Yellowstone National Park
Norris Geyser Basin Museum

There's no better location for a geology museum than at Norris Geyser Basin, the apex of Yellowstone's geothermal activity. The hottest and most active geological area in the park, it contains many of the hot springs, fumaroles, geysers and mudpots that have made Yellowstone famous.

The museum explores the history and background of the park's 10,000 geological features. At least a third of the world's geysers are located at Yellowstone, and the largest, Steamboat Geyser, is located in Norris Geyser Basin. The museum overlooks Porcelain Basin, one of the area's largest conglomerates of geological features.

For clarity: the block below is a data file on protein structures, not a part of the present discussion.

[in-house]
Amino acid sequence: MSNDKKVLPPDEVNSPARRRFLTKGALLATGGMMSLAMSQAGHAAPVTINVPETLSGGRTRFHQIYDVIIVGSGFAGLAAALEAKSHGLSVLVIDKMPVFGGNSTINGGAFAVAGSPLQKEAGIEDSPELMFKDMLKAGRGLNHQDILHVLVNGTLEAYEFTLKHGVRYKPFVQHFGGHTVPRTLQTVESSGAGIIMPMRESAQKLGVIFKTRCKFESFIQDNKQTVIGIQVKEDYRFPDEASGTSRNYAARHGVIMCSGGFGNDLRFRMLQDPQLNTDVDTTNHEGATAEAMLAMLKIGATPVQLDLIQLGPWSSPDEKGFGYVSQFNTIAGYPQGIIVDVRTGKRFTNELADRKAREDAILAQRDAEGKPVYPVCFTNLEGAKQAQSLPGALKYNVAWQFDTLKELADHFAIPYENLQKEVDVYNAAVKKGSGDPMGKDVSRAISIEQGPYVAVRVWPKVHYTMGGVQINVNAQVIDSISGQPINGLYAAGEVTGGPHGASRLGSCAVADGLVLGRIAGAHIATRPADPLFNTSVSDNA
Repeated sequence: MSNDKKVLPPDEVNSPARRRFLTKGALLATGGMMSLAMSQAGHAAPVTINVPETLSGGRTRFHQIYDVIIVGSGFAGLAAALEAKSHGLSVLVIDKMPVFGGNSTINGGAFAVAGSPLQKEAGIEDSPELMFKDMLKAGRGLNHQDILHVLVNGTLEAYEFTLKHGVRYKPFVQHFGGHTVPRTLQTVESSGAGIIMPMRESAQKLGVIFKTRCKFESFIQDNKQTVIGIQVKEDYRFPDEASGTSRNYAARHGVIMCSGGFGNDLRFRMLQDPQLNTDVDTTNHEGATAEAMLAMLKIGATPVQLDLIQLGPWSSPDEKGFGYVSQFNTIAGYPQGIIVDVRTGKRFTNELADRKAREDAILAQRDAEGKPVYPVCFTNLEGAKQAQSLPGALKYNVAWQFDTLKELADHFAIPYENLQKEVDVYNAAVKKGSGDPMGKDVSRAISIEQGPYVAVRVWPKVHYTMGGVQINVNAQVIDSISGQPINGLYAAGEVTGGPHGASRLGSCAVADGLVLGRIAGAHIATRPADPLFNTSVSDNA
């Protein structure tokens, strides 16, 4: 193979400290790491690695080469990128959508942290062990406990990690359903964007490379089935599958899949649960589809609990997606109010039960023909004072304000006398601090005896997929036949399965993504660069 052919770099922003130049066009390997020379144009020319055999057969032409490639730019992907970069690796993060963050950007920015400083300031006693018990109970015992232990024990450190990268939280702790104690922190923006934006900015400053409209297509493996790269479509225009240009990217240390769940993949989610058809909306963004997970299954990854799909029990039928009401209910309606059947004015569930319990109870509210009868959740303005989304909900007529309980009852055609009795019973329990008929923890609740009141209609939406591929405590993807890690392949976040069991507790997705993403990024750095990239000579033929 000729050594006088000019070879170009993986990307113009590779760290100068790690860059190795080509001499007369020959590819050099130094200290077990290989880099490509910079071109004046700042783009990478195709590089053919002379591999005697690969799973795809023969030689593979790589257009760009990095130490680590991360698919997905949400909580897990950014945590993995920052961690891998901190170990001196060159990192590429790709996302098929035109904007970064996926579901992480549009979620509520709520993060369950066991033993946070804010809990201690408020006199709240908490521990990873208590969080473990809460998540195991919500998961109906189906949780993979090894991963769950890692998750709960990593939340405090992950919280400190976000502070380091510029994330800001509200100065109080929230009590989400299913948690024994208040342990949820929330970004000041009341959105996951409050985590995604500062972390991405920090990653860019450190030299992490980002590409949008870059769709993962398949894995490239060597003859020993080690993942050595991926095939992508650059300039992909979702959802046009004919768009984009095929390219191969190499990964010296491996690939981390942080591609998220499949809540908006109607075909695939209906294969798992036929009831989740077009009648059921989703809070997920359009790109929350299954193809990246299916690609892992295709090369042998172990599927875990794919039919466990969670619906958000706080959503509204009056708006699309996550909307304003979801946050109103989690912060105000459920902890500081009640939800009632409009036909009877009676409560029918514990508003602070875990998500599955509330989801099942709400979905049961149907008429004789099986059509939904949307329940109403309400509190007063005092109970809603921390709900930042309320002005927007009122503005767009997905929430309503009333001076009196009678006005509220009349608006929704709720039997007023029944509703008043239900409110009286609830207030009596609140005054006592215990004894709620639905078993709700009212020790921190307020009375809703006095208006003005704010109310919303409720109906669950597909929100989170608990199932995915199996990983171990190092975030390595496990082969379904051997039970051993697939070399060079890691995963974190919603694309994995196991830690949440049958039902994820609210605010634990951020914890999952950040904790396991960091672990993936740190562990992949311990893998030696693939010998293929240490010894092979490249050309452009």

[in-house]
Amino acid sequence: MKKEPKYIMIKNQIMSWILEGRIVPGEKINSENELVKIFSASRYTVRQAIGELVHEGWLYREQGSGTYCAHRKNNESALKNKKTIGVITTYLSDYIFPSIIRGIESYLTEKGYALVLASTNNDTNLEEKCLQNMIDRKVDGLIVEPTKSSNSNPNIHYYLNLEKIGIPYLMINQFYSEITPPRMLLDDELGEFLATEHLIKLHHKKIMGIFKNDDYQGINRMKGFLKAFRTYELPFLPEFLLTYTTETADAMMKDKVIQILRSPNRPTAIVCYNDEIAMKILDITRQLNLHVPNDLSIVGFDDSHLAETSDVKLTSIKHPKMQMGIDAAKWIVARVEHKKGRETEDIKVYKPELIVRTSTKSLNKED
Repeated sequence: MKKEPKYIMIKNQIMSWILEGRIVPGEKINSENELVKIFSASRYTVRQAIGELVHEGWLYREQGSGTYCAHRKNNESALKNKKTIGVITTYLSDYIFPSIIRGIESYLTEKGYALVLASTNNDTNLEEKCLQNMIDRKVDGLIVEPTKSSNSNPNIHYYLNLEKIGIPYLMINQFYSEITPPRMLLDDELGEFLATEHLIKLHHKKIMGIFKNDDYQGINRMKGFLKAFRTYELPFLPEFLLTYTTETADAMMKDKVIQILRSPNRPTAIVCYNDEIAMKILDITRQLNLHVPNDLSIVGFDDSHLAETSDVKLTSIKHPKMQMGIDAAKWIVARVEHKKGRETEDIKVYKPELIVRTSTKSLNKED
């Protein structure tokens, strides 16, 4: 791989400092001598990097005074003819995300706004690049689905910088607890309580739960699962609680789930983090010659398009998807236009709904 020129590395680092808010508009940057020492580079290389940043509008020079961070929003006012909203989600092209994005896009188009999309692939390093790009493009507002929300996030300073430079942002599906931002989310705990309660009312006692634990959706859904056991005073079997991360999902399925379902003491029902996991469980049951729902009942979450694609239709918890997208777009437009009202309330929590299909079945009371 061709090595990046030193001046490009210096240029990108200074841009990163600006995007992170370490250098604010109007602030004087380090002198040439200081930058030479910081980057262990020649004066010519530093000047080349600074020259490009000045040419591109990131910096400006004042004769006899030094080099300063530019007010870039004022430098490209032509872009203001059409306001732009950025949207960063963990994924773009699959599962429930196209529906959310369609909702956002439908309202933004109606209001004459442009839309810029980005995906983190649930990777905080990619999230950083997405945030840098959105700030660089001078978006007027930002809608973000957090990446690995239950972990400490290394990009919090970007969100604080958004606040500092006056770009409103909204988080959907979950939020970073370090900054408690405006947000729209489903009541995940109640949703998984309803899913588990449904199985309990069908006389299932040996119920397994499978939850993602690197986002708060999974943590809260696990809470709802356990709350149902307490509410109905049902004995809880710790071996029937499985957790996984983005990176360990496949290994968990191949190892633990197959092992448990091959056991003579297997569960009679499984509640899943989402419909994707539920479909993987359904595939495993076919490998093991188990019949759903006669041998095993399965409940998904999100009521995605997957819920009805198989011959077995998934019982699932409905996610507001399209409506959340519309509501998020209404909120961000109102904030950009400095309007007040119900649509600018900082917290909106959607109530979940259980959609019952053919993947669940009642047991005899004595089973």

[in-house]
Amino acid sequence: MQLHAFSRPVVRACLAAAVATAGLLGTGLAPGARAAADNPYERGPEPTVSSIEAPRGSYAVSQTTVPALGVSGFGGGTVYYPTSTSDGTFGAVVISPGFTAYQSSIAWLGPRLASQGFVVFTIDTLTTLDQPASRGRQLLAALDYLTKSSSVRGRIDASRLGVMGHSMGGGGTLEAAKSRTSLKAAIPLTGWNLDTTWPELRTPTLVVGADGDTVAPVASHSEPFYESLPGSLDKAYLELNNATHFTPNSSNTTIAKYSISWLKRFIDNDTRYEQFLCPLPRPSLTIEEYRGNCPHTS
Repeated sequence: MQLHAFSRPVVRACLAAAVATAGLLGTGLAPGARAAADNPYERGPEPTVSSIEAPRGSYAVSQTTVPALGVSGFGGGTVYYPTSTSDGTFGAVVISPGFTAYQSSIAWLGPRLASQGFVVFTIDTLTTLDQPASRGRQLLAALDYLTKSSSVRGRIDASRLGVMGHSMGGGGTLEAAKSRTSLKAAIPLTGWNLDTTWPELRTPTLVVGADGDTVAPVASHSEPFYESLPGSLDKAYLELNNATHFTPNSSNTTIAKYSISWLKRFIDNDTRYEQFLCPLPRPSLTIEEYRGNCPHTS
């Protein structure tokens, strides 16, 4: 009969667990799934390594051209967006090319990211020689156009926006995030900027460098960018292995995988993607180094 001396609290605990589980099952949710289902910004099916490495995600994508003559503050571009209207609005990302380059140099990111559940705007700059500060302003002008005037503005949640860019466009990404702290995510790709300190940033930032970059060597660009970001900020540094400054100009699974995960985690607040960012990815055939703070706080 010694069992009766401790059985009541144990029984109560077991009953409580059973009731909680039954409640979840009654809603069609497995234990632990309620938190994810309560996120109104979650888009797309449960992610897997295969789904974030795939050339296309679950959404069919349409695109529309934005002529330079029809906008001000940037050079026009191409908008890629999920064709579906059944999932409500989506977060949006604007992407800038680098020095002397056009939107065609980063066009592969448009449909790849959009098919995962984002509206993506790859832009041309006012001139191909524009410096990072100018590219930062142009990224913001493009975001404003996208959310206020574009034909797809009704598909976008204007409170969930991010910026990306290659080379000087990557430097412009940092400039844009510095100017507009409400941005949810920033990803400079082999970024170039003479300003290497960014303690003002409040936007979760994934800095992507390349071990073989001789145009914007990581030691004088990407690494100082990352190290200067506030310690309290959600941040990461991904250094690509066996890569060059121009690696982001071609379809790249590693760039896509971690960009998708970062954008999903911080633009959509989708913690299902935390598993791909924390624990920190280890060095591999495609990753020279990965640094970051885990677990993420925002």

Constructed in 1929-30 by architect Herbert Maier, the museum's stone and log structure serves as a classic example of "parkitecture" design. Following many of the architectural principles implemented by Robert C. Reamer with his design of the Old Faithful Inn in 1904, Maier strived to produce an organic, rustic appearance that epitomized nature, rather than embellished it. The Norris Geyser Basin Museum, along with the museums at Fishing Bridge Madison Junctions has been listed on the National Register of Historic Places for its architectural significance. They are also considered prototypes to the trailside museums that now frequent many national and state parks.

The Norris Geyser Basin Museum is located mile east of Norris Junction and is open 10:00 a.m. to 5:00 p.m. seasonally (June to September). The facility also includes a Yellowstone National Park Association bookstore.

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